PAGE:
Thailand: BoT calls for stable policies
Public confidence is more important than the new face of the upcoming coalition government and the new prime minister, while policy normalisation and the stability of fiscal and monetary policies are still required from the new government rather than economic stimulus, according to the governor of the Bank of Thailand.
Confidence would resume given the formation of the new government within the existing timeline, together with the prompt implementation of its policies. However, the Bank of Thailand has included political factors in its economic outlook assessment, said Sethaput Suthiwartnarueput, governor of the central bank.
The Bank of Thailand estimates the new government formation may be delayed by up to three months from the existing timeline of August. Under this scenario, the 2024 fiscal budget disbursement would also be delayed to the first quarter of next year from the existing schedule of the fourth quarter of 2023. However, it would not affect the Thai economic outlook for 2023 and the central bank would keep its economic assessment unchanged.
The central bank anticipates a Thai GDP growth rate for 2023 of 3.6%, primarily attributed to the rebounding tourism sector with a projection of 29 million foreign tourists for this year. In the first half of the year, foreign visitors were higher than expected and have continued to show positive signs in the second half.
Even though Chinese tourists may decline in the second half of the year compared to the first half due to China’s slower than anticipated economic recovery, other international tourists would support Thai economic growth in line with the central bank’s projection, Mr Sethaput said.
“Given that the Thai economic recovery path is intact, economic stimulus is not needed from the new government. In addition, policy normalisation and stability of both fiscal and monetary policies are necessary to grow the economy sustainably over the long term,” Mr Sethaput said.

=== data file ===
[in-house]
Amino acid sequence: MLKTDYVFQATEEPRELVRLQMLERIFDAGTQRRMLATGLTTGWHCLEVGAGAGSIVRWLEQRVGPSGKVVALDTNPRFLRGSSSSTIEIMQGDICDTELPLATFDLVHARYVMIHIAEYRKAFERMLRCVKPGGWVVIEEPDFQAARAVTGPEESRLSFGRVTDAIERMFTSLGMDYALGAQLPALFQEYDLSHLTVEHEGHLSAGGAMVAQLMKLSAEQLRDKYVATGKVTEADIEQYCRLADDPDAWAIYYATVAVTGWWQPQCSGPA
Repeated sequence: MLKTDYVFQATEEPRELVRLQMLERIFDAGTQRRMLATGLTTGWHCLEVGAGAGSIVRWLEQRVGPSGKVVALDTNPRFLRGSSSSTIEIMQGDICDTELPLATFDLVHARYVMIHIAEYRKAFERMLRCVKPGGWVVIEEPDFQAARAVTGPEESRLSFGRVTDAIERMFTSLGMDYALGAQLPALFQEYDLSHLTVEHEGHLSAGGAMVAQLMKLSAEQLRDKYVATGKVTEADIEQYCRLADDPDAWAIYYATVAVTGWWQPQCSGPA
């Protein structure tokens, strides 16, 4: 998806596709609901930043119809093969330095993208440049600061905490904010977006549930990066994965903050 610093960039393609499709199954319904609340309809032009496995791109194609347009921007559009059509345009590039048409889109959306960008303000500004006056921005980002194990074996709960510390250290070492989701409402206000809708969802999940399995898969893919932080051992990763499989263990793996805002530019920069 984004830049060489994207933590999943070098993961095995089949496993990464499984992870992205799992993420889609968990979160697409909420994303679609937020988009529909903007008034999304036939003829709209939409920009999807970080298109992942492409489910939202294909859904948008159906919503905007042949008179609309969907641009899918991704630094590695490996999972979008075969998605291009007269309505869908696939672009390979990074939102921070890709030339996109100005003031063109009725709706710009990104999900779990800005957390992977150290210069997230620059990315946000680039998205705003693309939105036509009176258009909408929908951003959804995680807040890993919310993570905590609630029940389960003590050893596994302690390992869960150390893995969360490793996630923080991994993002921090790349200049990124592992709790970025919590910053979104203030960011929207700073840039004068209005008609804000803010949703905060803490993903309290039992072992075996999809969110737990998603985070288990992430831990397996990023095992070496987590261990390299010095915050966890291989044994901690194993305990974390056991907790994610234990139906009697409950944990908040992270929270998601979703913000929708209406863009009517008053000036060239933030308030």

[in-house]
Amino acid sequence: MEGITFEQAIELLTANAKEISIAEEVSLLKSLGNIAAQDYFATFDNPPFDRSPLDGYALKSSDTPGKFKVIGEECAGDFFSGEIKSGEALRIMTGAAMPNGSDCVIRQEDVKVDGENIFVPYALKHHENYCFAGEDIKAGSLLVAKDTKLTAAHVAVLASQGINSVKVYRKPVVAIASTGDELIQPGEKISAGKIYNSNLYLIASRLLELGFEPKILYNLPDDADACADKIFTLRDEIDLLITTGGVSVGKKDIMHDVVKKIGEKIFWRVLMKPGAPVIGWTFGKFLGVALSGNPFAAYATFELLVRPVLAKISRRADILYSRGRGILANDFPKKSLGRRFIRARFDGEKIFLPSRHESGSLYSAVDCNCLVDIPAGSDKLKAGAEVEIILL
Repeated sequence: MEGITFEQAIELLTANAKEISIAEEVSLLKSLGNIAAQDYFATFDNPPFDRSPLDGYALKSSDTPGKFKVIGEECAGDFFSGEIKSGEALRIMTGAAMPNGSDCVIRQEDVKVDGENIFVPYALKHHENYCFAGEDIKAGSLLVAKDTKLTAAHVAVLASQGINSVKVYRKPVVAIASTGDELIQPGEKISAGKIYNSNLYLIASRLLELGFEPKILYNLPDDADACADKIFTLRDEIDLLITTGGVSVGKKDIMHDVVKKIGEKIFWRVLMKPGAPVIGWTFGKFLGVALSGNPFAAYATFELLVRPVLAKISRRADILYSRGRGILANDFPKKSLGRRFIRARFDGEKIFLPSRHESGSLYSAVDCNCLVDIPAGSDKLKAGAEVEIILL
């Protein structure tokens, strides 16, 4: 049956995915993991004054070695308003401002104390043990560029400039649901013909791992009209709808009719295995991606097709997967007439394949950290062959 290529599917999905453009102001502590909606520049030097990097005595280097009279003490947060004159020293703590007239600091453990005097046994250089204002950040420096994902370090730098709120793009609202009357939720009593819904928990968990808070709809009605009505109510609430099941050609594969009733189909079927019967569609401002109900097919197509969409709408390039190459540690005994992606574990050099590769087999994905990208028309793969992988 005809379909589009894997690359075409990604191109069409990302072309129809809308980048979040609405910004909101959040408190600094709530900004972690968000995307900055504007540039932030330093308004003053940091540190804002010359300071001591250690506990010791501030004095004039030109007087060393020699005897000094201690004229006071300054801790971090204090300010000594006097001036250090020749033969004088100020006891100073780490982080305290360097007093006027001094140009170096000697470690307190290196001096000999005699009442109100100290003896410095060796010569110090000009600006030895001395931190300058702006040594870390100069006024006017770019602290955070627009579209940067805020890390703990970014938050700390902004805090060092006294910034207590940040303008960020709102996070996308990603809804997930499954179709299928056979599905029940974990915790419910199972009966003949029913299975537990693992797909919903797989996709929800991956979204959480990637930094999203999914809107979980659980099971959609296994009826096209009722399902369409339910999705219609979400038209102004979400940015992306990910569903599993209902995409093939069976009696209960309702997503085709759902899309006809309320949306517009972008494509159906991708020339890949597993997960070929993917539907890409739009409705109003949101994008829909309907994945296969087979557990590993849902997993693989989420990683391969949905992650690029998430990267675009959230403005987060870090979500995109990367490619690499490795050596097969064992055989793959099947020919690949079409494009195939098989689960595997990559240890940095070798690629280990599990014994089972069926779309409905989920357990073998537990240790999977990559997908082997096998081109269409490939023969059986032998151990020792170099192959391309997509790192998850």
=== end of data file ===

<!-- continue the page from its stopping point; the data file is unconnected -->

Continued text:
He said the Bank of Thailand would continue to use monetary policy normalisation to contain inflation, especially the headline rate. Even though inflation has been declining for the past two months, the low rate would stay only for the short term and is expected to increase later. Economic growth, rebounding tourism and the new government’s policies would spur inflation.
Under policy normalisation, the central bank has paid more attention to swelling household debt after the debt ratio increased to 90.6% of GDP. The Bank of Thailand is scheduled to release a consultation paper on household debt resolution in the third quarter of this year, and enforce responsible lending guidelines next January, followed by guidelines to solve persistent debt in April 2024.
According to a measure for persistent debt management, the central bank will allow personal loan borrowers to change from revolving loan schemes to term loans, with a ceiling rate of 15% per year.
The measure would enable persistent debt borrowers to exit from the debt cycle within five years, Mr Sethaput said.
The central bank defines persistent debt borrowers as those paying more interest than the principle for five years. The majority of persistent debt borrowers are lower-income earners.
The ceiling rate for revolving personal loans is currently set at 25% per year.